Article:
Thursday, 04 April 2013 10:10

Oh No! Is It Possible? A 3rd Irish Bank With Hidden Charges Not Revealed In Its Annual Reports? Featured

On March 31st, I illustrated how the concealment of excessive encumbered items probably contributed greatly to the premise of Anglo Irish bank, not to mention the demise of practically all of that bank's investor's capital as well. On April Fools Day I  illustrated how AIB did the same thing, to the dismay and consternation of all of those who believe that Irish banks are the cleanest institutions in the austerity laden west. Now, it appears that the AIB revelation was quite controversial, with politicians reaching out to me from Germany to Mother Ireland herself. I can understand the feelings of consternation, for unlike Anglo Irish, Allied Irish Banks is still an ongoing concern, taking deposits and making loans as one of the largest institutions in Ireland. 

The problem with both of these companies is that they have instituted blanket charges over the vast majority (if not practically all) of their assets, yet they failed to accurately and clearly state this in their financial reporting. The misrepresentation/omission as I see it, is gross and very, very material - potentially encompassing tens of billions of euros - per institution! I query: How many important (or worse yet, systemically important) banks can one find that have not disclosed such encumbrances fully and accurately to the public before it becomes evident that the public, regulators and quite likely those that conducted the stress tests for said banks, may not have a accurate picture of the Irish banking system's true condition? And if the Irish banking system is more encumbered than previously believed, and if the Irish banking system was bailed out (2x) by the Irish taxpayer, and the Irish taxpayer was bailed out by the EU taxpayer/Troika, then isn't the Irish taxpayer/EU taxpayer potentially unaware of further bank bailout tax bills coming down the pike? Is Ireland as a sovereign nation in much weaker condition than we have been led to believe since it essentially bought these bailed out banks under the (potentially mistaken) guise of having fixed them? Will the Irish get Cyprus'd when those that run the Troika demand more for a kilo of bailed out flesh?

I will explore this question further over my next few posts, but for now I query...

Who's next in line?

About Irish Life and Permanent Plc


Irish Life and Permanent has charges registered (see documents below) with the Irish Companies Registration Office (CRO).  The bank gave a first floating charge in favour of the Central Bank of Ireland (an arm of the European Central Bank) and the Financial Services Authority of Ireland encompassing “all its right, title, interest and benefit, present and future, in and to each of the securities of such a class or description as may from time to time be designated by the European Central Bank as eligible for sale and/or purchase, as the case may be, by the Bank under its standard form for the time being of Master Repurchase Agreement, which specification may be made by reference to particular classes of repurchase transactions, and which are included in the schedule of Eligible Securities provided to the Bank from time to time.”.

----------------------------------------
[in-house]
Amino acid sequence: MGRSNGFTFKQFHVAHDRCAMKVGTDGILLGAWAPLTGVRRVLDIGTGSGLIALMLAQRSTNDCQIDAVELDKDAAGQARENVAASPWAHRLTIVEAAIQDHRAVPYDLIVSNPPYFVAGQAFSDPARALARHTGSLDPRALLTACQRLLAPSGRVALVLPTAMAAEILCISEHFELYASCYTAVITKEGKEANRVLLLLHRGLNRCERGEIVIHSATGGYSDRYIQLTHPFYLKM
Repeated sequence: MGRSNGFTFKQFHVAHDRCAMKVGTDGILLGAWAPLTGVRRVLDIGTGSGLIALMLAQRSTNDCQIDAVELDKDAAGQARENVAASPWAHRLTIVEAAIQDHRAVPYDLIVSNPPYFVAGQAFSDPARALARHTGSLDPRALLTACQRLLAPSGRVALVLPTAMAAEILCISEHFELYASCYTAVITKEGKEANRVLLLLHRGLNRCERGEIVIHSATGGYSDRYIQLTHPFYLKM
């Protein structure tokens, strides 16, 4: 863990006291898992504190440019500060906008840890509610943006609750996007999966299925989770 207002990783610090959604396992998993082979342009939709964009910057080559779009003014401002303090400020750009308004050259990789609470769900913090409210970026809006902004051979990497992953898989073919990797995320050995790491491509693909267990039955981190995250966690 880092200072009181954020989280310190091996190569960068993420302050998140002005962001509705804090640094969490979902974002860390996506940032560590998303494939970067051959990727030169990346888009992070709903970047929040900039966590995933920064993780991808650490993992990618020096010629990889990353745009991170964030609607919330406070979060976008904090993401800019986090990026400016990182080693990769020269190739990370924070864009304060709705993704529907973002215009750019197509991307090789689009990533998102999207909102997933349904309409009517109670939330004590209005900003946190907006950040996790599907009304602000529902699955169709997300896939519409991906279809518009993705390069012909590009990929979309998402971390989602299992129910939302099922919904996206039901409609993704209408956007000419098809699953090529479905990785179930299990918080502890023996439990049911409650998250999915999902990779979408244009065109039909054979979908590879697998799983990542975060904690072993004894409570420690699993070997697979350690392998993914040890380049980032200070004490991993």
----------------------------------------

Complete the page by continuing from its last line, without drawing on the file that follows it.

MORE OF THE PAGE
These charges were registered with the CRO on 15th February 2008, yet there is no mention whatsoever of these charges in the Banks 2008 Annual Accounts (see attached).


In 2008, Irish Life and Permanent traded ADR’s in the U.S. under the symbol ILPYMThese ADR’s were traded OTC, giving the SEC jurisdiction over this company.

The bank gave a first floating charge in favour of the Central Bank of Ireland (an arm of the European Central Bank) and the Financial Services Authority of Ireland U.S. investors would have had to rely on the contents of Anglo Irish Bank’s 2008 Annual Accounts which, in my opinion and according to my research, concealed the existence of the CRO registered charges above. I have made a copy of the 2008 Annual Accounts for this company available for any and all who wish to discover for themselves whether these charges were properly disclosed. After all, you never know... I may have overlooked them.

These charge documents have also presumably not been included in the recent bank ‘stress testing’ conducted by the European Banking Authority. 

If you have believe that the information below actually identifies a gross misrepresentation of fact, omission or outright fraud, simply contact the SEC and let them know that Reggie Middleton suggested they look into it. You can actually use this form to convey my messageFor paid subcribers, I've posted another potentially "Cyprus'd" EU bank with shortable US/LSE traded shares/options for subscribers, reference EU Bank Capital Confusion, Part 2 - Malarkey (you may subscribe here). There will be another bank added within 36 hours.

Here's that interest rate calculator from EU Bank Depositors: Your Mattress Is Starting To Look Awfully Attractive - Bank Risk, Reward & Compensation . It shows how much interest you should be getting in return for the banking risk that you are taking.


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